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Trouble at Home: Perri Klasss, MD
Wednesday, January 13, 5:30 pm - 6:30 pm
Only one hundred years ago, even in the world’s wealthiest nations, children died in great numbers—of diarrhea, diphtheria and measles, of scarlet fever and meningitis. Culture was shaped by these deaths; diaries and letters recorded them, poets and writers wrote about and lamented them. Not even the high and mighty could escape: presidents and titans of industry lost their children, the poor and powerless lost theirs even more frequently.
For the first Trouble at Home program of 2021, the Mark Twain House is delighted to welcome Perri Klass to talk about her book, A Good Time To Be Born: How Science and Public Health Gave Children a Future, Langdon Clemens, and how measles plays a role in both Twain’s fiction and his autobiography. Klass will be interviewed by Director of Collections Jodi DeBruyne on Wednesday, January 13th at 5:30pm.
The near-conquest of infant and child mortality is one of our greatest human achievements. Perri Klass pulls the story together for the first time, paying tribute to scientists, public health advocates, and groundbreaking women doctors who brought new scientific ideas about sanitation and vaccination to families. Thanks to their work, early death is now the exception, bringing about a massive transformation in society and freeing parents to worry a lot more about a lot less.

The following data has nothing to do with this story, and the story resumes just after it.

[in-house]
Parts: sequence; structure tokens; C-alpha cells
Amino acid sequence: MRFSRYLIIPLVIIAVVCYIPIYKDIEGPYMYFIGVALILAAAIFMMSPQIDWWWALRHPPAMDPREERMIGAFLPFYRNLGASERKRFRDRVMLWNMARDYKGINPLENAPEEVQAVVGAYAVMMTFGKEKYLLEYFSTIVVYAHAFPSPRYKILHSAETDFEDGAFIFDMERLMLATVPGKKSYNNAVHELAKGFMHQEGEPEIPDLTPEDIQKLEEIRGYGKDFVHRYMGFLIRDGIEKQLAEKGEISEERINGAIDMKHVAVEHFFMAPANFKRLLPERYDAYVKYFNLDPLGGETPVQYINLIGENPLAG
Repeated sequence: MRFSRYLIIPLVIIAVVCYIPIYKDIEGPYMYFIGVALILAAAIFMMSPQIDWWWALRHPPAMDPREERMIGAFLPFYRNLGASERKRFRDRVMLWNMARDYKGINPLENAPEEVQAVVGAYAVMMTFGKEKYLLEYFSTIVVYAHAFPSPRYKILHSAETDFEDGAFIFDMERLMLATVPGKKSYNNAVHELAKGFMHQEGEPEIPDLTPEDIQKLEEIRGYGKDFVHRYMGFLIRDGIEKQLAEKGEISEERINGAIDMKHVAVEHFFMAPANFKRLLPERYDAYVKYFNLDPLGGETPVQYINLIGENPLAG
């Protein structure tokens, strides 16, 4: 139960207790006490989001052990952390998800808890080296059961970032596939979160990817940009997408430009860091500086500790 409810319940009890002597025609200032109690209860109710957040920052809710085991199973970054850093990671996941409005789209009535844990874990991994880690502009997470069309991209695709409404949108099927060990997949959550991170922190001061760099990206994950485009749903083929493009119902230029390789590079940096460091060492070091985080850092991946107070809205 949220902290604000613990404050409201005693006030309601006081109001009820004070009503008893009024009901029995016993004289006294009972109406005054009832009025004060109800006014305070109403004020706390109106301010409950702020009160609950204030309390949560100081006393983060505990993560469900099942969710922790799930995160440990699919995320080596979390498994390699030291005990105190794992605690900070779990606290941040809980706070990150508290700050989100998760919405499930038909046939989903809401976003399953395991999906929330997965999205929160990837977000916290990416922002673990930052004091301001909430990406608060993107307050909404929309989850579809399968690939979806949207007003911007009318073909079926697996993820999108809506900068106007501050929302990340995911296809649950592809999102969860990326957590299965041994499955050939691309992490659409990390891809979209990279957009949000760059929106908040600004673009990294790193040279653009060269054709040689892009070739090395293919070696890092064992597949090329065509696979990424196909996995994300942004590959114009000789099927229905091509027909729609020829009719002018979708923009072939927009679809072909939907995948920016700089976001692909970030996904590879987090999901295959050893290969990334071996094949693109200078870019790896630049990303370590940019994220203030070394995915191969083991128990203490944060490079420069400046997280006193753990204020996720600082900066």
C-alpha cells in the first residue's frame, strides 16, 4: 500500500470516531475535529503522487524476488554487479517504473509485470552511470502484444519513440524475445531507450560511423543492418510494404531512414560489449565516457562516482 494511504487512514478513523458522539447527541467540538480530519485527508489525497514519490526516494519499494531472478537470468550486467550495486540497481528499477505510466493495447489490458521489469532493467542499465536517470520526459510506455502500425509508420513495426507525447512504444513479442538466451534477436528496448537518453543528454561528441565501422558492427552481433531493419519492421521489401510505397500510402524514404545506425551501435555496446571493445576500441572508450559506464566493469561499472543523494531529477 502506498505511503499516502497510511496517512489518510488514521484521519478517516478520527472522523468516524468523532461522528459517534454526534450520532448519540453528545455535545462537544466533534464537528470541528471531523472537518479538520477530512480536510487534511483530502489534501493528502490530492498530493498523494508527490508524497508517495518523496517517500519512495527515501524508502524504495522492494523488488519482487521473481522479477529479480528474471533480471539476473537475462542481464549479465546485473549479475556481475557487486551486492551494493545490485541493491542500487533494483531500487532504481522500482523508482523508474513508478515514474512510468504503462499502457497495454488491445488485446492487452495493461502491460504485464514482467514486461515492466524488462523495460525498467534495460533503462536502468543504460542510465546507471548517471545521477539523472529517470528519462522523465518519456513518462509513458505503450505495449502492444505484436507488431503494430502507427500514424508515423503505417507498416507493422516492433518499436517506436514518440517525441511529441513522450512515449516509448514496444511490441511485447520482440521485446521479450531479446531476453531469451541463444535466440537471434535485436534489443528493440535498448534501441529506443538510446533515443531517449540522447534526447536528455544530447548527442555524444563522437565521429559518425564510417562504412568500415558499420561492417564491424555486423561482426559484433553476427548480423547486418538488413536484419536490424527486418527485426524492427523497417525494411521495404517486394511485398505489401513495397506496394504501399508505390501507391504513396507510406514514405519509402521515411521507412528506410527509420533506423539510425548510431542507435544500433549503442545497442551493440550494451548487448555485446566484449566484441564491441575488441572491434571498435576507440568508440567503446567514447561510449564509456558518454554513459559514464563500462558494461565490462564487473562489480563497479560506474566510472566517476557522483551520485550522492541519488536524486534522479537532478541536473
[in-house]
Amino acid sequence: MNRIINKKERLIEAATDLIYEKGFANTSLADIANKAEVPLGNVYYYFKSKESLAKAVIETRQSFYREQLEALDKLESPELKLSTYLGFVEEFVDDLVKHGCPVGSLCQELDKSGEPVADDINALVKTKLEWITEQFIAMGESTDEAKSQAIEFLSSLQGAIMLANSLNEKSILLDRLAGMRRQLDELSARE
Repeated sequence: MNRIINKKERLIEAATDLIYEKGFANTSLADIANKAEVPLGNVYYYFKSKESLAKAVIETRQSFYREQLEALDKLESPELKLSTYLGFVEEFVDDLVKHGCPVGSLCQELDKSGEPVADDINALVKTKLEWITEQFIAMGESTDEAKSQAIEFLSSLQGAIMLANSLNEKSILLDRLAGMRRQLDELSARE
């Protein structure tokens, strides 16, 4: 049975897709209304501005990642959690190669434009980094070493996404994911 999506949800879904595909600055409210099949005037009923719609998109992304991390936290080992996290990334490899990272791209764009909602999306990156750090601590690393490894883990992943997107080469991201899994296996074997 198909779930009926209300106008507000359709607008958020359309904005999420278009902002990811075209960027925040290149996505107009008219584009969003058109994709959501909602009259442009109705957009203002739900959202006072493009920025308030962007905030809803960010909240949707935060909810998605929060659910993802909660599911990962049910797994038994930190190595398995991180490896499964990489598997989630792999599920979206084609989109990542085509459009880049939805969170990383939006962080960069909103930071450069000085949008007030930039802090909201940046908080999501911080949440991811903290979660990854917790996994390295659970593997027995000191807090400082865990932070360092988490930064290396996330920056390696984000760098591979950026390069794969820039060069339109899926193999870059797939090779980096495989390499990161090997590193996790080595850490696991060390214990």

This is a FREE event hosted virtually on Crowdcast. Donations encouraged. REGISTER HERE: crowdcast.io/e/perri-klass-2/register
Perri Klass is Professor of Journalism and Pediatrics at New York University and Co-Director of NYU Florence. She attended Harvard Medical School and completed her residency in pediatrics at Children’s Hospital, Boston. She writes the weekly column, “The Checkup,” for the New York Times Science Section. She has written extensively about medicine, children, literacy, and knitting. Her new book, A Good Time to Be Born: How Science and Public Health Gave Children a Future, is an account of how victories over infant and child mortality have changed the world. www.perriklass.com
The Trouble at Home and Trouble Begins at 5:30 series are made possible with the support of Connecticut Humanities. Connecticut Humanities, a nonprofit affiliate of the National Endowment for the Humanities, supports cultural and historic organizations that tell the state’s stories, build community and enrich lives.
The Trouble Begins at 5:30 lecture series is presented in part with support from The Center for Mark Twain Studies at Elmira College, Elmira, New York.